Illinois’ best result at the NCAA Championships was a runner-up finish in 2013, which was the start of a five-year streak of match play appearances. The Illini reached the national semifinals — the Final Four to borrow another basketball phrase — in three consecutive seasons from 2015-17.
What Illinois doesn’t have yet — what Small doesn’t have yet — is a national title. That’s what this year’s team is chasing, and these Illini might have as good a shot as any of their predecessors. Adrien Dumont de Chassart, a finalist for the Jack Nicklaus National Player of the Year Award, ranks fourth in the Golfstat player rankings. Tommy Kuhl is eighth. No other team has two players in the top 10.
Dumont de Chassart and Kuhl played as freshmen in 2019 on an NCAA Championships qualifier and were central figures of the 2021 team that reached match play and finished tied for fifth at Grayhawk.
“How competitive are we and how bad do we want this national championship?” Kuhl said was the team’s mindset heading into this year’s championship event. “I think all of us want it very bad. The experience being there playing at the highest level of college golf for a national championship definitely helps. We kind of know what to expect when we go out there.
“We’ve talked about it since the beginning of the year. This is our goal. We’ve got one more shot at it to bring it home for coach and this program and then me, Adrien and (fellow fifth-year golfer Matthis Besard) hopefully go out on a high note.”
Kuhl said the Illinois golfers want that national title as much for Small as for themselves. They understand they’re the ones on the course that have to make it happen — and Small reiterates its players that win championship — but the Illini are playing for their coach, too.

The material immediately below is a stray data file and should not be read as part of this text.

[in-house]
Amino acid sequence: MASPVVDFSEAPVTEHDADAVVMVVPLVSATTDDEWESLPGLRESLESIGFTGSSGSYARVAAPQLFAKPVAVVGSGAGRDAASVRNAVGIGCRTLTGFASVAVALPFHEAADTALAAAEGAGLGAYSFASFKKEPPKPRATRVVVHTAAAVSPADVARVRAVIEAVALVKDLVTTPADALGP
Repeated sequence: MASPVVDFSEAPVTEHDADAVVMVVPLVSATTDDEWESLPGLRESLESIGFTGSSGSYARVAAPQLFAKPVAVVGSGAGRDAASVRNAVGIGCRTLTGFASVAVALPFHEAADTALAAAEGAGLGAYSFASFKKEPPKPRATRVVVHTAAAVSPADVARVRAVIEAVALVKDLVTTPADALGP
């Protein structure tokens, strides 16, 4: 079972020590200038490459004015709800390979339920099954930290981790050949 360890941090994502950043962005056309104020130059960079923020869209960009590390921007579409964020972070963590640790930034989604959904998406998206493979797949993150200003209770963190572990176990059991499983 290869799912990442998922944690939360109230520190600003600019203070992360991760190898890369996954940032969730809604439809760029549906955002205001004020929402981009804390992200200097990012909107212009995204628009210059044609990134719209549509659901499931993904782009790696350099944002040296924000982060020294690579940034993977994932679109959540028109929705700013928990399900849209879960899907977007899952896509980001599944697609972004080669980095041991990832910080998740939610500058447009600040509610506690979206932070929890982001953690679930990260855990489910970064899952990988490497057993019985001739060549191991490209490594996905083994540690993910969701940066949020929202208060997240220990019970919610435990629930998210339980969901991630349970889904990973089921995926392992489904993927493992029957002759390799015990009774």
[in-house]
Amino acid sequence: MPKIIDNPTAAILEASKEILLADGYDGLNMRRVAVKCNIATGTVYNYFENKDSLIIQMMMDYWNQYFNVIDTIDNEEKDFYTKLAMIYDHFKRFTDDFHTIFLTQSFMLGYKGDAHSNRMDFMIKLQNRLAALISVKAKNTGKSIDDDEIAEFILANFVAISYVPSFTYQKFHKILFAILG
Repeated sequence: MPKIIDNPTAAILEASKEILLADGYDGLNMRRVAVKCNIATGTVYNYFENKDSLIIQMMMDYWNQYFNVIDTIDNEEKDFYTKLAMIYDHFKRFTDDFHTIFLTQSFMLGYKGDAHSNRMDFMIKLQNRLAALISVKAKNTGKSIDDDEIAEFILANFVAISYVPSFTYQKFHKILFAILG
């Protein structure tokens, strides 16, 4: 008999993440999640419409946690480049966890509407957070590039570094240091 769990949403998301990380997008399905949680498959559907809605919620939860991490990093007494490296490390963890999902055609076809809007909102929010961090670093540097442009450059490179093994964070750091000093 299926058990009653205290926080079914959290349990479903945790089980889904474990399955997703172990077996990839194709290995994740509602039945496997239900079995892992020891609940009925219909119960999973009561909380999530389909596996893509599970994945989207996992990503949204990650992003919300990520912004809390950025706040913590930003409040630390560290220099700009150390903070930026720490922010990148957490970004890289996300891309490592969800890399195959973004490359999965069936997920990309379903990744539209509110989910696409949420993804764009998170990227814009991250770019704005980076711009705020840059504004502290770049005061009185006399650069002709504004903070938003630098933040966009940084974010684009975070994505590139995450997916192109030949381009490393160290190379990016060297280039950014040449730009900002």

“The legacy coach has here — everything he goes through to get us ready physically and mentally every single day — he puts all his time and effort into this program,” Kuhl said. “It’s actually pretty incredible to see what he deals with on a day-to-day basis to manage everything. I’d love to get this national championship for coach. He deserves one for sure.”
Small isn’t basing his worth as a coach — or how his career might be perceived — on a national title. He wants one. That’s clear. But it’s not the end-all, be-all of his time leading Illinois.
“I’m as competitive as anybody, and I want to win the whole thing,” Small said. “I think it would be great. But I’m not going to judge my career and I’m not going to feel any different if we don’t. … Sure, I’d like to win. I’d like to win anything I do, but if we don’t win it — ever — I’m OK. I really am. We’ve got a second and a bunch of thirds and a bunch of fifths. That’s pretty good.”
Small is more interested in what a national championship win would mean for his team. They’re who he wants it for. Not himself.
“They’ve got a whole life ahead of them to have that and be proud of that,” Small said. “I’m trying to do this more for them than me, honestly. … I’m a coach who comes from the standpoint of players win championships. They hit the shots. I think coaches are important, but the guys know how I feel about this. This is their game. This is for them. This is not a coach’s game.”